Indeed, commitment to family and love partner seems to be crucial to participants’ understanding of what it means to be a man: how one treats women and children is seen as a definite marker of whether or not he deserves the title “A Man” (“For me, the man has to be next to the people he loves until the end, no matter of what, to be ready to do anything for them” and “a man should not hurt women, not make them or their children suffer, he has to be caring and loving as he would like others to be towards him when time comes”).

Fig. 4 Most frequently repeated words in response to prompt to list 3-5 characteristics of a “real” man

Word Frequency of appearance in sample’s responses
Strong 13
Honest 12
Stable, calm, secure 11
Responsible 9
Reliable, principled 7
Caring, altruistic, 7
Diligent, hardworking 6
Understanding, empathetic 5
Fair 4
Sensitive, emotionally mature 3

 

Masculinity as Homophobia

My question “Does sexual orientation impact whether a man is perceived as such? Why/ Why not?” posed some difficulties in coding because at times it was difficult to tell whether respondents were ironic or not, and whether they voiced their own thoughts on the subject or outlined their perception of societal attitudes against gay men.

The majority of respondents agreed that on a societal level sexual orientation is directly linked to how a man is perceived, whereby a man who is gay is directly assumed to be less of a man. While some brought up family to account for why a gay man is not “sufficiently masculine” (“Amongst the main priorities of a man is to create family and have offspring” and “being homosexual, the individual rejects all religious and familial values; the man needs to be the basis of the family”), other claimed that for a man to be gay is “against nature” and so they are not worthy of being called “men”. While some acknowledged the social biases against gay men, noting that “(In society) homosexuality is accepted as lack of ‘masculinity” and “the characteristic to like men is immediately accredited to women”, others expressed various opinions regarding gay males’ masculinity according to their gender performance (“sexual orientation impacts whether a man is seen as such, because homosexuality often is characterized by lady-like manners and thinking”). Arguably, some claimed that they don’t perceive gay men as less “manly” because “to be a man is pure biology”, as one participant put it. Yet, another noted the existence of a prejudice that “a man who doesn’t have an active sexual life is not a man”- a requirement that affects all men regardless of sexual orientation.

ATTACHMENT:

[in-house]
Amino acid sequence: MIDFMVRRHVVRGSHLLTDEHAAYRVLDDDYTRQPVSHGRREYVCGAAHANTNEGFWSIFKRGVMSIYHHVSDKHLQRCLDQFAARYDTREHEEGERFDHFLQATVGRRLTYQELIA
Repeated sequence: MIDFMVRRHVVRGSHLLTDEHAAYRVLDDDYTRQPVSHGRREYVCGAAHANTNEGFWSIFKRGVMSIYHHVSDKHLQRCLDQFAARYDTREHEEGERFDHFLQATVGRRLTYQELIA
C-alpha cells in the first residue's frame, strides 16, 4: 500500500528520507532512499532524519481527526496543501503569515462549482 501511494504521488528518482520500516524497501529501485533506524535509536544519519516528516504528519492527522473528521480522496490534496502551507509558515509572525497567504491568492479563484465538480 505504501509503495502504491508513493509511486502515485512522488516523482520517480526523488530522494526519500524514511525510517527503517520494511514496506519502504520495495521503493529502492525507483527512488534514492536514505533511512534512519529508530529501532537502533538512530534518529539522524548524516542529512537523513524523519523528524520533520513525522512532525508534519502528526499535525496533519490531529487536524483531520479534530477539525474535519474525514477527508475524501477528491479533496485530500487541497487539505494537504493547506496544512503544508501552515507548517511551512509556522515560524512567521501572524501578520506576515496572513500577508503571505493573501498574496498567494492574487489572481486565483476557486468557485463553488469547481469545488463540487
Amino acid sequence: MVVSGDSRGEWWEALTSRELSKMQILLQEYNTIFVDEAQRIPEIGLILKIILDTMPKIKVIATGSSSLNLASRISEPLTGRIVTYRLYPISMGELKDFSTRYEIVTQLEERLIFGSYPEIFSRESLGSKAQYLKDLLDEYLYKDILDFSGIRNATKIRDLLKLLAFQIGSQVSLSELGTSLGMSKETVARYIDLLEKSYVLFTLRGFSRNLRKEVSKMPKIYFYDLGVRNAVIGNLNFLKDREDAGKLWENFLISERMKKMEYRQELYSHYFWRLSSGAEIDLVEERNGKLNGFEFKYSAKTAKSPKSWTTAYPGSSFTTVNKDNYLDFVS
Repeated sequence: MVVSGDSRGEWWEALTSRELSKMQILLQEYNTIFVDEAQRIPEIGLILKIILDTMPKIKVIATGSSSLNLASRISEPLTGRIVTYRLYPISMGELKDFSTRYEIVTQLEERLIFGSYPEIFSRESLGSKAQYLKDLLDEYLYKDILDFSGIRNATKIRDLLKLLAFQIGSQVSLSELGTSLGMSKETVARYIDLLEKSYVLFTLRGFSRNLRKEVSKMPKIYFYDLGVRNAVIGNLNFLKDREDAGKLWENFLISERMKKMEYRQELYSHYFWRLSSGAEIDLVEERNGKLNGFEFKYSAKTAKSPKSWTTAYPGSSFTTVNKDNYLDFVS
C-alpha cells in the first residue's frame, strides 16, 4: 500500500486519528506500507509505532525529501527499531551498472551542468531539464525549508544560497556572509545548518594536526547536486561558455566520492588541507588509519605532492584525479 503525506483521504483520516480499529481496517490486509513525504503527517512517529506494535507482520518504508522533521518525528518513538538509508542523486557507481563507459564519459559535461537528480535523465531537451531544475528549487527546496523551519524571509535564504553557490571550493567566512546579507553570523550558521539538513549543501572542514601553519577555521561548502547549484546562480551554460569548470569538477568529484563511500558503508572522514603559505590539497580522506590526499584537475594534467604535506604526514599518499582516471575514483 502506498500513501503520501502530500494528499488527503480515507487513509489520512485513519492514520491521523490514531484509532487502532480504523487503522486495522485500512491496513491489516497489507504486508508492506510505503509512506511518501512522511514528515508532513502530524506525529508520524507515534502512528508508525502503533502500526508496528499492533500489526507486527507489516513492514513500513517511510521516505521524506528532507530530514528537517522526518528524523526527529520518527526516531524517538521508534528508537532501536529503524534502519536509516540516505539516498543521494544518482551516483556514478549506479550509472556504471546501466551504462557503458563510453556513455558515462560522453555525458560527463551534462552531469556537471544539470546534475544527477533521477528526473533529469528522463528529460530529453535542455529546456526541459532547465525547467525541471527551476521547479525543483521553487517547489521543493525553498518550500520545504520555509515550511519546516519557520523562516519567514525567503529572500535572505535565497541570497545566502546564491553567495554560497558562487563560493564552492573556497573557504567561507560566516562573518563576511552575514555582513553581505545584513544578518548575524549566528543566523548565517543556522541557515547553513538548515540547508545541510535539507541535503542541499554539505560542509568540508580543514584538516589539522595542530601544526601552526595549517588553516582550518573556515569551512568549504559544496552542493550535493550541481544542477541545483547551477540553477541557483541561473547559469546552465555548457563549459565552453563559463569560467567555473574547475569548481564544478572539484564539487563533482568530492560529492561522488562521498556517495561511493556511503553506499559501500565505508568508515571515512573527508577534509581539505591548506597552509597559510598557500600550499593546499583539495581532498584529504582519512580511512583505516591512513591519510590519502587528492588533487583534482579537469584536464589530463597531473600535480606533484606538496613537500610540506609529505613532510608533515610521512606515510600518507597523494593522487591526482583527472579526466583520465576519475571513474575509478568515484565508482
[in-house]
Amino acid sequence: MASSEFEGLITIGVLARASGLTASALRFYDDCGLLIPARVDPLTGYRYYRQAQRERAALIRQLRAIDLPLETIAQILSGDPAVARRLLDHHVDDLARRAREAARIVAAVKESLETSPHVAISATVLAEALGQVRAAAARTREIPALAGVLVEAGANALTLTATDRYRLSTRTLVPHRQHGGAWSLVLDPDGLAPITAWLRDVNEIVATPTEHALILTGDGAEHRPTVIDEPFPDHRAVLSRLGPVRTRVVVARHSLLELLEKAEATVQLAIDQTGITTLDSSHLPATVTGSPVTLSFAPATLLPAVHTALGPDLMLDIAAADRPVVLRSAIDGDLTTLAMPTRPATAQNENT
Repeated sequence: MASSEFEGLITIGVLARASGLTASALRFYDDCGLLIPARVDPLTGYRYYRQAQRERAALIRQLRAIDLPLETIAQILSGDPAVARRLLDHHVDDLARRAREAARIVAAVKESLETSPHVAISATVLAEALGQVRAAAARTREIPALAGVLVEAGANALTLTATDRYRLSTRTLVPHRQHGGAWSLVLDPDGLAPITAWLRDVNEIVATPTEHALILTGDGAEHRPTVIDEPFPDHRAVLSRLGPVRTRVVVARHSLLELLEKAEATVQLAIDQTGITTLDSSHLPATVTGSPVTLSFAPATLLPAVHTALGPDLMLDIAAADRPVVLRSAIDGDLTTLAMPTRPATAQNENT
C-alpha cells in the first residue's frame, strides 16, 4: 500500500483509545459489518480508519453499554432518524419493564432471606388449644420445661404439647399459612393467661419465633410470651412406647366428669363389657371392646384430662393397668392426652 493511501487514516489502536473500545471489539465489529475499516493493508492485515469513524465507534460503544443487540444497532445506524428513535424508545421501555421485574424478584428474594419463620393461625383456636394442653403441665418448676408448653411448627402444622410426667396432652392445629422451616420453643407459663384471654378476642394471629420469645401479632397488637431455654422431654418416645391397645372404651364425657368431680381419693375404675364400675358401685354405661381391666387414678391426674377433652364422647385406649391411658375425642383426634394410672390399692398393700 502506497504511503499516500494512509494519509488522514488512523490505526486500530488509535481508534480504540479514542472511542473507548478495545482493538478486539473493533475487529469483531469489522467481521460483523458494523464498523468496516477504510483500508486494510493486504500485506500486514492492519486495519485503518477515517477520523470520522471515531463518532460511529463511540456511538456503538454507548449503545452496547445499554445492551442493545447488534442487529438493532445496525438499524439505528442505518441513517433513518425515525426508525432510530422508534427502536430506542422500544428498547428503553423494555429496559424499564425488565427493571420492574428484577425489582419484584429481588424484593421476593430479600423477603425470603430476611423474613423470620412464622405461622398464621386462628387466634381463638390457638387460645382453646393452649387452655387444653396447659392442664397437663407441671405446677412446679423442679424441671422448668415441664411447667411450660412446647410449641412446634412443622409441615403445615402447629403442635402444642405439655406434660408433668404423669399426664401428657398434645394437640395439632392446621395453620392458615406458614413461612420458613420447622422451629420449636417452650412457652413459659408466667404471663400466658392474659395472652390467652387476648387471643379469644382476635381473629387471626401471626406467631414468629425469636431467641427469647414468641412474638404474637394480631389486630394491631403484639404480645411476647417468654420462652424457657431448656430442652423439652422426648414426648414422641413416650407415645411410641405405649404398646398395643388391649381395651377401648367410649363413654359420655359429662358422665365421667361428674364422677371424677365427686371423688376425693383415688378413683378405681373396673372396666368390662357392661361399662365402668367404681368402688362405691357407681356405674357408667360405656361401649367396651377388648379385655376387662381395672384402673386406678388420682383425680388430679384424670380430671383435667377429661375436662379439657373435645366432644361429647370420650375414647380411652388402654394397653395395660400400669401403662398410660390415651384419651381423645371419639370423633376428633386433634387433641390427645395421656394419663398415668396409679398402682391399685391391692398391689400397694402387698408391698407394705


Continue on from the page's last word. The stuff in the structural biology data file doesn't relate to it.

Challenged Masculinity

Asked whether their masculinity has been questioned or challenged, a majority of the respondents answered with “No” or gave an abstract answer.

A couple of recounted experiences include: being caught in a sexual act with a man (“(My masculinity was questioned) when I was caught giving a blowjob at a party, I was ridiculed and considered suicide”), having homosexual friends or defending homosexuality (“My own mother questioned my sexuality when I shared that I have many homosexual friends at my college in the US and rejected the idea that their homosexuality is a psychological condition… She started wondering if I’m not defending them just because I’m homosexual, too”).

In order to be perceived as a man, one needs to assert gender-appropriate interests:

“There have been times when I’ve felt uncomfortable having to talk solely about women and cars and the related (topics) which are typical for men and that all representatives of the “strong sex” are experts in. In such situations you are just forced to repeat the words of some evident “macho” in the group, so that you don’t look too weird and unmanly”

and act as a “man” in all expected ways:

“People are slaves to their stereotypes about what a man should be like, what he should do, how he should behave, etc. Something I get across often is that being a vegetarian when I’m around strangers, I am always met with the question: “How can you not eat meet, what kind of a man are you? Even my mother has told me: “You are a man, you have to eat meat”, paradoxically, she has been vegetarian for forty years😀 I try to explain that it has nothing to do with masculinity (…) not eating meat does not make me less of a man then someone who eats 5kg of meat a day😀, but I usually find lack of understanding (…)”.